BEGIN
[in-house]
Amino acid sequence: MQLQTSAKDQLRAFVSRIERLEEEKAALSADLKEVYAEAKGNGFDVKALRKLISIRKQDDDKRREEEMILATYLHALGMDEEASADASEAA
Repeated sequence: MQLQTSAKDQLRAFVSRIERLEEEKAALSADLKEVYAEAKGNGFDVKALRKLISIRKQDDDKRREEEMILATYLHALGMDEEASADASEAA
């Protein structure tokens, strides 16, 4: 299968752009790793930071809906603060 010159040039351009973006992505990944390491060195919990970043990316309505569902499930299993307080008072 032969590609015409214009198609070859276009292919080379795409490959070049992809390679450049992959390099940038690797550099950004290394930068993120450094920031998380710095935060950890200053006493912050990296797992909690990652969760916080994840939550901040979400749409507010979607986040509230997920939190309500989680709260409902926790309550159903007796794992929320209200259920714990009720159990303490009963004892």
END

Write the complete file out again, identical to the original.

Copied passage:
[in-house]
Amino acid sequence: MQLQTSAKDQLRAFVSRIERLEEEKAALSADLKEVYAEAKGNGFDVKALRKLISIRKQDDDKRREEEMILATYLHALGMDEEASADASEAA
Repeated sequence: MQLQTSAKDQLRAFVSRIERLEEEKAALSADLKEVYAEAKGNGFDVKALRKLISIRKQDDDKRREEEMILATYLHALGMDEEASADASEAA
């Protein structure tokens, strides 16, 4: 299968752009790793930071809906603060 010159040039351009973006992505990944390491060195919990970043990316309505569902499930299993307080008072 032969590609015409214009198609070859276009292919080379795409490959070049992809390679450049992959390099940038690797550099950004290394930068993120450094920031998380710095935060950890200053006493912050990296797992909690990652969760916080994840939550901040979400749409507010979607986040509230997920939190309500989680709260409902926790309550159903007796794992929320209200259920714990009720159990303490009963004892």